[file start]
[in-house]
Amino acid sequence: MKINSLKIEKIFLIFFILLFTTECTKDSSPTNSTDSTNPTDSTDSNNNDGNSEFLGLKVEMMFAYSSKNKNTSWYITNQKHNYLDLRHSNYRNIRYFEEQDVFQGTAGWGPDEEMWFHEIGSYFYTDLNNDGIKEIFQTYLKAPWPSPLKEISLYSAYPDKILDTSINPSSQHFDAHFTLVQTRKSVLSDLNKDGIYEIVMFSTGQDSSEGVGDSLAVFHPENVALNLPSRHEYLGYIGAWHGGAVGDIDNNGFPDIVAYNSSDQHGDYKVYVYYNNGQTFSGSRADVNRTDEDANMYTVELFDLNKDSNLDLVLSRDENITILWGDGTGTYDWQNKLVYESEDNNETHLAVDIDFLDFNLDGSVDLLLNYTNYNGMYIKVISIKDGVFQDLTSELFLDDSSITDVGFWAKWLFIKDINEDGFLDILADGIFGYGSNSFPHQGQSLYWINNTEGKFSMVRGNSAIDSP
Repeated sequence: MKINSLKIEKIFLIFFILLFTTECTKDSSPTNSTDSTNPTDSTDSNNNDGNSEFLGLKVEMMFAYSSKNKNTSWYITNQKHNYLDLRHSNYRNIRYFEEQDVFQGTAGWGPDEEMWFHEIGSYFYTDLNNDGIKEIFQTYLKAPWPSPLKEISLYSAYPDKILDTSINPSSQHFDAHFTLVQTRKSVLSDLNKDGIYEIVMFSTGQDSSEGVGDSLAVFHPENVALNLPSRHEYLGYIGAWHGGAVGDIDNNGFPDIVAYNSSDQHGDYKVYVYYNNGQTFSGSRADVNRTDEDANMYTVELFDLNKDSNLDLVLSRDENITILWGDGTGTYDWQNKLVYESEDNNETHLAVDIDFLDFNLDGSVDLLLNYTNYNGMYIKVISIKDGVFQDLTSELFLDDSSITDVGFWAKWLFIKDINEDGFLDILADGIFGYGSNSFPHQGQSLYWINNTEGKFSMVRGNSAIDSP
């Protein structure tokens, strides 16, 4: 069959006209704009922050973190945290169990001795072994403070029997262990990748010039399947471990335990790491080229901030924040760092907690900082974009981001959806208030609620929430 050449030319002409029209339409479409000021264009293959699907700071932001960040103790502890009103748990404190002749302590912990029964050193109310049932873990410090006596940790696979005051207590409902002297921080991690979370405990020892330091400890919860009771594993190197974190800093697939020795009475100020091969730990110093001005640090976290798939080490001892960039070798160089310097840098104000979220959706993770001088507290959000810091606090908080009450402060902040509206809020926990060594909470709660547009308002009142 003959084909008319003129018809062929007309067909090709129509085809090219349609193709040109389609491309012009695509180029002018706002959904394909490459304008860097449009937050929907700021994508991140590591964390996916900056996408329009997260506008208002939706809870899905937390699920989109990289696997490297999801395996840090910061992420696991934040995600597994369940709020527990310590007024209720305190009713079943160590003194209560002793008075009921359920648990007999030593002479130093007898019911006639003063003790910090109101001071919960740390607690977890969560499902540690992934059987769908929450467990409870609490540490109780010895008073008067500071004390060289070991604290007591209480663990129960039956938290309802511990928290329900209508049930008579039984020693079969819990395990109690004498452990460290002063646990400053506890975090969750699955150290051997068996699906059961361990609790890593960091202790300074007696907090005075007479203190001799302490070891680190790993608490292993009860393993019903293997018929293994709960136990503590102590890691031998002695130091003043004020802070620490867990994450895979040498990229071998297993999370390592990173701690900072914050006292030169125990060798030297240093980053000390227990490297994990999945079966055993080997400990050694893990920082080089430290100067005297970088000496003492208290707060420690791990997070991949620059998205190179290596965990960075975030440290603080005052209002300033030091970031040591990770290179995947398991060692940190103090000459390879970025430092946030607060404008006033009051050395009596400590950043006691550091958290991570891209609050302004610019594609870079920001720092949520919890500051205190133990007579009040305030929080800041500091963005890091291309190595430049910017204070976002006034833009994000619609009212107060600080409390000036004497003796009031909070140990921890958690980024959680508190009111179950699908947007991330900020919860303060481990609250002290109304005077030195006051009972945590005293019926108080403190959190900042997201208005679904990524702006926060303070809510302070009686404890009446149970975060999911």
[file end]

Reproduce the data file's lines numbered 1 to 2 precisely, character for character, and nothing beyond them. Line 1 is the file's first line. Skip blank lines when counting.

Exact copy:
[in-house]
Amino acid sequence: MKINSLKIEKIFLIFFILLFTTECTKDSSPTNSTDSTNPTDSTDSNNNDGNSEFLGLKVEMMFAYSSKNKNTSWYITNQKHNYLDLRHSNYRNIRYFEEQDVFQGTAGWGPDEEMWFHEIGSYFYTDLNNDGIKEIFQTYLKAPWPSPLKEISLYSAYPDKILDTSINPSSQHFDAHFTLVQTRKSVLSDLNKDGIYEIVMFSTGQDSSEGVGDSLAVFHPENVALNLPSRHEYLGYIGAWHGGAVGDIDNNGFPDIVAYNSSDQHGDYKVYVYYNNGQTFSGSRADVNRTDEDANMYTVELFDLNKDSNLDLVLSRDENITILWGDGTGTYDWQNKLVYESEDNNETHLAVDIDFLDFNLDGSVDLLLNYTNYNGMYIKVISIKDGVFQDLTSELFLDDSSITDVGFWAKWLFIKDINEDGFLDILADGIFGYGSNSFPHQGQSLYWINNTEGKFSMVRGNSAIDSP